There are certain times of the year when it is OK, in fact encouraged, to show off.
It’s around this time, February sliding into March, where you do the best you can do to have the prize-winning lamingtons/beer/best selection of vegetables or anything else you can produce yourself. (Or take the wrapping off a bought one and mess it up a bit so it looks handmade. I’ve heard people with no principles do that. Unbelievable).
It’s show time. Agricultural shows are springing up all over the countryside now.
It would have to be in the hundreds of thousands, the number of locals who give up their time to volunteer to do everything from directing traffic to emptying bins to sharing their expertise on everything from dahlias to pickles.
The best of them wear coveted badges identifying them as a Steward or, if they’re really lucky Chief Steward, of a section of the show.
How these shows have lasted over the years, come drought and flooding rains, I’ve no idea. Maybe it’s just (their) nature.
As a cadet journalist in a country town, when the show’s on, it’s the story. You write a preview story about what’s coming up this year that was different to last year, usually not a lot. You write a story about the day itself – who vomited over who on the ferris wheel – or maybe I’m confusing real life with movies. Again.
You write a story afterwards saying who won what, when and why. It’s this last story on which your life depends. Sure get all the results, from Best In Show to Best On Plate, but get the names right.
Also, did I mention the importance of getting the names right? If Mrs Someone enters a bunch of carrots that have an uncanny resemblance to some members of her family, fine. But that’s not the story. If you get her name wrong, that’s the story. And you’ll be told it for years. Possibly till you’ve left town, involuntarily.
Show time is really for the brave. Daughters take on mother-in-laws when it comes to best sponge, young men their dads with the most intoxicating home brew, brother against sister for best decorated iced biscuit.
There are some great shows around the capital, yes the Royal Canberra (24-26 February) is, well, majestic, but I’ve heard they’ve replaced staples like unidentifiable meat on a stick drowned in batter with, er, fresh stuff.
Also, not a fan of those rides that end up making you want to not have had aforementioned thing on stick – and probably even the fresh stuff if it comes down to it. And it will. Just wish that bloke called Dagwood would keep his dogs under control.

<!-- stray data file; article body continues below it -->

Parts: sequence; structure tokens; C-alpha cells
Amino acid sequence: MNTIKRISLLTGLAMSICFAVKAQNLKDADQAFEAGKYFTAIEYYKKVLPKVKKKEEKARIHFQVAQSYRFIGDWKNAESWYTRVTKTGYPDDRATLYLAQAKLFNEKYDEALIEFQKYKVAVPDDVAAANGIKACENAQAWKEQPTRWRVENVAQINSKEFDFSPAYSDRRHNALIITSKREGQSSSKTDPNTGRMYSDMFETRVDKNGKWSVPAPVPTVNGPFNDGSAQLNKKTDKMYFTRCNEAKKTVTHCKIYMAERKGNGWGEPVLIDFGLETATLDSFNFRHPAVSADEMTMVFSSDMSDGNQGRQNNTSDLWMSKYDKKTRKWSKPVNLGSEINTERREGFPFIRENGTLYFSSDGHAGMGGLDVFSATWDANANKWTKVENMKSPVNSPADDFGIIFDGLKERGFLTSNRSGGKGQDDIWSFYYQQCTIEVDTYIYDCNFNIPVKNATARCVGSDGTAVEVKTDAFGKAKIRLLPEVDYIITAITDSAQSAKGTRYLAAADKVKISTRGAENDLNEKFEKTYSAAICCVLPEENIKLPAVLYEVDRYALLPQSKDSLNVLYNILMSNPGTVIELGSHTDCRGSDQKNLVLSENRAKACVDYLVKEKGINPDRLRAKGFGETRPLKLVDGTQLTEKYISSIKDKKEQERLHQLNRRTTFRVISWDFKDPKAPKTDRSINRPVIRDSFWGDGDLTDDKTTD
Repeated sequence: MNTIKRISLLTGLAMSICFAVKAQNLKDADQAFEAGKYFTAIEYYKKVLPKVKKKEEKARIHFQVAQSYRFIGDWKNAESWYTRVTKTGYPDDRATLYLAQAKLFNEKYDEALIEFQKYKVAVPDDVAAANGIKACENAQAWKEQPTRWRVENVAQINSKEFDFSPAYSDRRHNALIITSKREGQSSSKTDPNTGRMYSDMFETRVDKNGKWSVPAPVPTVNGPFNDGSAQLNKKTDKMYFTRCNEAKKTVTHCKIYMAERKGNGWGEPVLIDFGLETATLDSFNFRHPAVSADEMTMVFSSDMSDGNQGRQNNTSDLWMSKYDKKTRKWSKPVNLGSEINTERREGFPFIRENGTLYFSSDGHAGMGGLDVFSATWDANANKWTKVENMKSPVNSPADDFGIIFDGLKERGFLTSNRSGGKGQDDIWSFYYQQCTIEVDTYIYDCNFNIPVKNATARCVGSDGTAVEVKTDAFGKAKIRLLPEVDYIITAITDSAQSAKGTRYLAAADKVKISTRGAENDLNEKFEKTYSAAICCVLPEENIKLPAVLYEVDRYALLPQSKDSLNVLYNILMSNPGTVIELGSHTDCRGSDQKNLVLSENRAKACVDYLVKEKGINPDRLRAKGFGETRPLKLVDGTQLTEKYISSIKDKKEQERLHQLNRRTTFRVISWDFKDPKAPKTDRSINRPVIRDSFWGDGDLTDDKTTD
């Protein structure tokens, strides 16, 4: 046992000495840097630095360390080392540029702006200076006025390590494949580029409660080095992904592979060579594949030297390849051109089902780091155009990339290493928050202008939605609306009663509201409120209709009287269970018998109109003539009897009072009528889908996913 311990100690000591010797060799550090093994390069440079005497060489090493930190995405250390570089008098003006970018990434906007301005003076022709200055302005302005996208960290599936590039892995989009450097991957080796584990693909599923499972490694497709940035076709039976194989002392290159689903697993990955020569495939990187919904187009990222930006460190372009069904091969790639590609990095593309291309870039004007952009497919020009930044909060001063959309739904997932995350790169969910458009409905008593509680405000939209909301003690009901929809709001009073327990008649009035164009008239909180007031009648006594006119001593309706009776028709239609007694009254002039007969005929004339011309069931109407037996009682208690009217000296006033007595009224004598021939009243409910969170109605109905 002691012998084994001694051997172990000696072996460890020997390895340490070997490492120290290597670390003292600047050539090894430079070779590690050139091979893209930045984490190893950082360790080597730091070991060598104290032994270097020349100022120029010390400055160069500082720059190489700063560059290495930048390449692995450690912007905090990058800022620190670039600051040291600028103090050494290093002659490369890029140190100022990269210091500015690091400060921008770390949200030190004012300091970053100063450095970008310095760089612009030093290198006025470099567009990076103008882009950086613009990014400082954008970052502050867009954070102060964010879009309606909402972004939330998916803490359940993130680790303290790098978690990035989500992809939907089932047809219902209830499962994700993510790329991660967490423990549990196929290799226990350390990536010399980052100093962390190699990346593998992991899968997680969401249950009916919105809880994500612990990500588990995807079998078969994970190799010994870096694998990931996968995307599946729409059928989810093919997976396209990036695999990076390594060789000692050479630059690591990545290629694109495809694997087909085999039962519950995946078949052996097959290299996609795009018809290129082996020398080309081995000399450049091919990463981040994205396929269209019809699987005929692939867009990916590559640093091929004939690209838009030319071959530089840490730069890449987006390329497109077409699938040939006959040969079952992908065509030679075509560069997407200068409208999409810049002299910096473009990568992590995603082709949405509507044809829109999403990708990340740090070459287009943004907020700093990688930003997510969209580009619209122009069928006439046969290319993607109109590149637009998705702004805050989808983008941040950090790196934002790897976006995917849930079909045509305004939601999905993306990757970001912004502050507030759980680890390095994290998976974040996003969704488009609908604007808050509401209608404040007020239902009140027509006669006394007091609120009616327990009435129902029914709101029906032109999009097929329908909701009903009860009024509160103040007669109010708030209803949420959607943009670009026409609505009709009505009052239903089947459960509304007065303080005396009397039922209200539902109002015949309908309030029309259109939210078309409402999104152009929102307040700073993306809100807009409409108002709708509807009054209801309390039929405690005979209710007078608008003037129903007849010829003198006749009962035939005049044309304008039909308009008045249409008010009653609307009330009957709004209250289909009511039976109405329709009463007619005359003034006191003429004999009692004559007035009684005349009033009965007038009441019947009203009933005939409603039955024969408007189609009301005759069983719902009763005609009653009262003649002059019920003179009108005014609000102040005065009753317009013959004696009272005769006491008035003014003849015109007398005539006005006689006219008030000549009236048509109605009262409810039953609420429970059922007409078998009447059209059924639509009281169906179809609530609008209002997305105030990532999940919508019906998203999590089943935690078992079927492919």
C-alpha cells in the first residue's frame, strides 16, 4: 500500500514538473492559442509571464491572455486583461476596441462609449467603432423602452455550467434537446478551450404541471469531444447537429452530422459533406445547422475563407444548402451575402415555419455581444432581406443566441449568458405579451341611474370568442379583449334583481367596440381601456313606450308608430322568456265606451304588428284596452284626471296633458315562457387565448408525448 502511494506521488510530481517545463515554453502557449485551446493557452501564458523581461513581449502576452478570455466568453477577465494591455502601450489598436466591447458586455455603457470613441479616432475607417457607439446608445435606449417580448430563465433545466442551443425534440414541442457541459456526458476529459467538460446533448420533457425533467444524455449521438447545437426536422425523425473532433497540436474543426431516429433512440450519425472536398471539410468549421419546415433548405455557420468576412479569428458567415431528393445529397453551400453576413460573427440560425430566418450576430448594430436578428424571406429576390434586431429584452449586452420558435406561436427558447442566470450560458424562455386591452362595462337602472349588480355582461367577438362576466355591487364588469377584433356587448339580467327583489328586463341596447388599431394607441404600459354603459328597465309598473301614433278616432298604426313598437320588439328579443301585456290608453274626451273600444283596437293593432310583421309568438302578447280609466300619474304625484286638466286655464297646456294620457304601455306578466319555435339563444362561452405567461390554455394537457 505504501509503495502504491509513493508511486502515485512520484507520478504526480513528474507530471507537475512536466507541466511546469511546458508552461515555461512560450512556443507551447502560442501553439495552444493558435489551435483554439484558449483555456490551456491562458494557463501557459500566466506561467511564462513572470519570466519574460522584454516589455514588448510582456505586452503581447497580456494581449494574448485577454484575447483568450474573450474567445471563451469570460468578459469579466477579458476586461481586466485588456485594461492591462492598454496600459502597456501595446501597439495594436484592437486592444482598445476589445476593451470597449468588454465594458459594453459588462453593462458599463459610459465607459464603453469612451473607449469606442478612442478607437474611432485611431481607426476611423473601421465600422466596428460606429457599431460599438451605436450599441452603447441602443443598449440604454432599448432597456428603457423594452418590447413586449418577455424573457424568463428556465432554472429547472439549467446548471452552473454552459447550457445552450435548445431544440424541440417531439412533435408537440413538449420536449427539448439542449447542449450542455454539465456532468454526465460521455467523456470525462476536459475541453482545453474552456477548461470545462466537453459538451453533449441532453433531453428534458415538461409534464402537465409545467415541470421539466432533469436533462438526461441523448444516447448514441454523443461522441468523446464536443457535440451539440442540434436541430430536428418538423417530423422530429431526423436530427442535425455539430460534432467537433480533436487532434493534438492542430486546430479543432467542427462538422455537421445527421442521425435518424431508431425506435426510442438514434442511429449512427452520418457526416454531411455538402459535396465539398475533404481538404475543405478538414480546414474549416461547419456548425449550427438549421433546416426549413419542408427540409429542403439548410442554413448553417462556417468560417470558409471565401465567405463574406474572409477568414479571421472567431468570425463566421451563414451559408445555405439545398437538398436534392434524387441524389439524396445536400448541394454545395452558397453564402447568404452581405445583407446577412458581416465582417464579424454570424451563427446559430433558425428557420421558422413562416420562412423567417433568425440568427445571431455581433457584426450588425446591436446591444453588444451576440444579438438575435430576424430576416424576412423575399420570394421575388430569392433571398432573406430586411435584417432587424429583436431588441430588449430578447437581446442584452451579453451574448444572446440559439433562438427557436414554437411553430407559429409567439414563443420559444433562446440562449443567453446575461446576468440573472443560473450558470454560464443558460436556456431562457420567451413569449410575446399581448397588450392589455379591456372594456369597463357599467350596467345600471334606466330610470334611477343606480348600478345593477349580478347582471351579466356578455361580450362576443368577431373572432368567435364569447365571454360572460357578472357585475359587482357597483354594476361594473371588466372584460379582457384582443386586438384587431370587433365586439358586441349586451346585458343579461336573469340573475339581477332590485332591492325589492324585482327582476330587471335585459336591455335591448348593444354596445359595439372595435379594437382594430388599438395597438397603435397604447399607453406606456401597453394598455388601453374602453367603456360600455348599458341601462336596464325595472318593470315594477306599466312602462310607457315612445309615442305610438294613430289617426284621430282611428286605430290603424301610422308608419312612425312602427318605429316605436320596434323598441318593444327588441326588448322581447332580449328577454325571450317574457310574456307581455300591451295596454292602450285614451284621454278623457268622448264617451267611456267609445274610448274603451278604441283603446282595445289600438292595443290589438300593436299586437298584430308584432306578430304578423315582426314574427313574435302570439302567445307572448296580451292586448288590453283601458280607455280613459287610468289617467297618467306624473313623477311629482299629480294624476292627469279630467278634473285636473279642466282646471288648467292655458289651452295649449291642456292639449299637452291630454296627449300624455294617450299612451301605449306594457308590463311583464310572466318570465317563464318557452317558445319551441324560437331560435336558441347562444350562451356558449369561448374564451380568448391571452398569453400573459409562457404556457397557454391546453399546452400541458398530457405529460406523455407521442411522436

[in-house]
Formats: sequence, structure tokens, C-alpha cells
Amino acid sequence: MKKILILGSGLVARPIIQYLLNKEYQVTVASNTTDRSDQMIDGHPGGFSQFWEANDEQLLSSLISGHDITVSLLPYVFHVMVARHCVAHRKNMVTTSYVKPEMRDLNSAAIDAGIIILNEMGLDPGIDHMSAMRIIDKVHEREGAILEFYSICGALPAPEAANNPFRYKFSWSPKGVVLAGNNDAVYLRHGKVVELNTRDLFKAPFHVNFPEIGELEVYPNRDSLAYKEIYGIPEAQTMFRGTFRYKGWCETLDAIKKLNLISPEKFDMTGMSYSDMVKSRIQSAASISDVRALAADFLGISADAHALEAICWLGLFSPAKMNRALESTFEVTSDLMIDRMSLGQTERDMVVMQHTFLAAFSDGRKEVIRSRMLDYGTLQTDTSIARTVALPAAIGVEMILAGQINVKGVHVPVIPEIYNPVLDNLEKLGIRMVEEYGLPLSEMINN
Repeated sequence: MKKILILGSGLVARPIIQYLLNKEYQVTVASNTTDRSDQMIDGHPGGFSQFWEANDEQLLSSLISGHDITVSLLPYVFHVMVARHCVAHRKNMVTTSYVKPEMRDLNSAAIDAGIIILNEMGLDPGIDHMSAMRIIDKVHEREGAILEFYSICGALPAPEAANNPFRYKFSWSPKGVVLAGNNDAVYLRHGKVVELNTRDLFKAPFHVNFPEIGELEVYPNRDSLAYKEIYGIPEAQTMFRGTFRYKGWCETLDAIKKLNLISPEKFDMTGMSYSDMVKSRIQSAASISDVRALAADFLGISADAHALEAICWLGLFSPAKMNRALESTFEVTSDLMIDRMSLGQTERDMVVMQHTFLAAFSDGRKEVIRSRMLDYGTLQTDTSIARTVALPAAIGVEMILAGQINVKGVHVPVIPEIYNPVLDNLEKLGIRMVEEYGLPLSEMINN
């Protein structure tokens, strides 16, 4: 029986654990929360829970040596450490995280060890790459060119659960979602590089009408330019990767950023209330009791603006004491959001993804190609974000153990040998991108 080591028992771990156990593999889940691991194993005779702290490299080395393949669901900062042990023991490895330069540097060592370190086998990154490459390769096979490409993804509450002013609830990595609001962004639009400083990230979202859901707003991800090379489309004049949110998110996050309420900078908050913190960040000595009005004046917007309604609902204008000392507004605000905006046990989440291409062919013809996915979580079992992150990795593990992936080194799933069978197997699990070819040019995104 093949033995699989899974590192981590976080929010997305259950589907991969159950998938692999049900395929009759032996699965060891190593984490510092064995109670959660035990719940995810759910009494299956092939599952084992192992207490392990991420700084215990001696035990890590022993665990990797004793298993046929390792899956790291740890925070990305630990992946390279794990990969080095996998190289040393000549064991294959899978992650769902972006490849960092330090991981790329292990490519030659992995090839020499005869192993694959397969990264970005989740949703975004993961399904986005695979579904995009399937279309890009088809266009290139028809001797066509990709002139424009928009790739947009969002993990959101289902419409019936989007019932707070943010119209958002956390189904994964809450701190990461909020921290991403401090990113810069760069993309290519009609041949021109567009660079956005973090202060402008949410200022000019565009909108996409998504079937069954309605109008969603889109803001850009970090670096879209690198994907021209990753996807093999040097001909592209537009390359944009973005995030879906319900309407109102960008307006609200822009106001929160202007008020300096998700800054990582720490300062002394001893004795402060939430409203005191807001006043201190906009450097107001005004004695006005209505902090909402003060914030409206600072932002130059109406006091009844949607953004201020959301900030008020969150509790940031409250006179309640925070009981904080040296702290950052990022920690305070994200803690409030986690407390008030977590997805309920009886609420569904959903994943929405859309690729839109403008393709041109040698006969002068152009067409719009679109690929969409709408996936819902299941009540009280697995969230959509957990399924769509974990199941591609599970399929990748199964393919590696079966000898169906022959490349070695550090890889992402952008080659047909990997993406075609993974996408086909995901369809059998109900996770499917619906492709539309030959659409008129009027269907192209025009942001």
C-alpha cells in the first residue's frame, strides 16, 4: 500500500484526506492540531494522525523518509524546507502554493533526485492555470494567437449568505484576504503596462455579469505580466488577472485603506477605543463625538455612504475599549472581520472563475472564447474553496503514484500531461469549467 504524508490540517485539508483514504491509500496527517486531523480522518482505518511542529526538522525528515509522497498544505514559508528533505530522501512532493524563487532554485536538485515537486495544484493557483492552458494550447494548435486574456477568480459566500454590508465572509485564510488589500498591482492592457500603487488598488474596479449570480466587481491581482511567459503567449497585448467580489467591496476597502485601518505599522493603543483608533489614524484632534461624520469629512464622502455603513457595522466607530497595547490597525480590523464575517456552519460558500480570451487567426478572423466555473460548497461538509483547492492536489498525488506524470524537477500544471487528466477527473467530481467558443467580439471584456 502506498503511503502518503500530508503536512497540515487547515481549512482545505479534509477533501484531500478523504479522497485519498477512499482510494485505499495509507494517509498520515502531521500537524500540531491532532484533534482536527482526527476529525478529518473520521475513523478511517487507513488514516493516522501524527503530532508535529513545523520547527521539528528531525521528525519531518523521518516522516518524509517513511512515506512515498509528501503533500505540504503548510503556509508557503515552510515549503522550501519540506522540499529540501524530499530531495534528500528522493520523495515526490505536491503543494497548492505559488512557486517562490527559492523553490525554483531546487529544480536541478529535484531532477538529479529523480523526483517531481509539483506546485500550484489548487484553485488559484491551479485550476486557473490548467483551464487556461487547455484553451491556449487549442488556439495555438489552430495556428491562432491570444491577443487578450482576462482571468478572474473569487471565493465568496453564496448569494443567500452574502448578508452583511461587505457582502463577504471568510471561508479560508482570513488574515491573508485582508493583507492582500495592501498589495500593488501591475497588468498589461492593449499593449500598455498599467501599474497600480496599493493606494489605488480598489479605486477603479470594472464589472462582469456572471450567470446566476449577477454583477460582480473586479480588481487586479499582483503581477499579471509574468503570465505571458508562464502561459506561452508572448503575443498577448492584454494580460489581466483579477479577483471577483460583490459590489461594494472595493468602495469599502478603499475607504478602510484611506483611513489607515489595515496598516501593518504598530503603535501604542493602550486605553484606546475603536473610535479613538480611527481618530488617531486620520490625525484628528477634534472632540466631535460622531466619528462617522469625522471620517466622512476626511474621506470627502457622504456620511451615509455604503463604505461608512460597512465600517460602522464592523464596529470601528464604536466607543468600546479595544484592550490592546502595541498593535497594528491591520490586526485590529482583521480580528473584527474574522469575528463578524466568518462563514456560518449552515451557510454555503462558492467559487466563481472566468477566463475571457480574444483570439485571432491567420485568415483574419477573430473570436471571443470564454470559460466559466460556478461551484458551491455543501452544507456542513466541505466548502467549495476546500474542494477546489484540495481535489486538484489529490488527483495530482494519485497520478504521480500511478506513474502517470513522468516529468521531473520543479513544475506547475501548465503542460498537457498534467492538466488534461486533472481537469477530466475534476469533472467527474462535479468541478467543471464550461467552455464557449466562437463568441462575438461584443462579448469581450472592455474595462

But I do love the animals, especially the grand parade where children who can barely reach the nose of the gleaming bull-ringed monster they’re leading out into the main arena in front of a couple of thousand people, only a few of whom are not their relatives, to the showjumpers and their horses who look super, man, as if they could leap tall buildings in a single bound.
But it’s the little shows that have heart. The ones where they don’t really need to write on the first, second and third prize cards, because the same people win every year. Or their kids, or grandkids …
One of the best, the Gunning Show, is on today, 19 February – the 119th. You know an ag show is the real deal by its sponsors. In Gunning, it’s the local energy provider, the stock and station agent also known as “your local bloke”, a wool trader, fertiliser spreader and freight company. And of course the local pub.
It’s only about an hour’s drive out of Canberra or about half that from Goulburn or Yass. If you want to know how far it is from where you live, just keep driving and stop when you get to the Welcome to Gunning sign. Or keep on driving after that and head back into town for the Canberra Show (24-26 February). Or just keep moving until you hit Yass for its show on 18 March.
But, when it comes to favourites, it would have to be the Jerrawa Show, scheduled for 10 April this year.
The last time I went, many years ago, the hot water for the refreshment tent was being boiled up in a drum outside said tent, thanks to a raging-ish fire, by a top bloke who, while the billy boiled, told us that Jerrawa used to be known as “The Little Royal” show because it was the closest in timing to the Sydney event.
Can’t remember if it was because it was just after or before the Sydney show, but I do remember it was one of the best cuppas. Ever.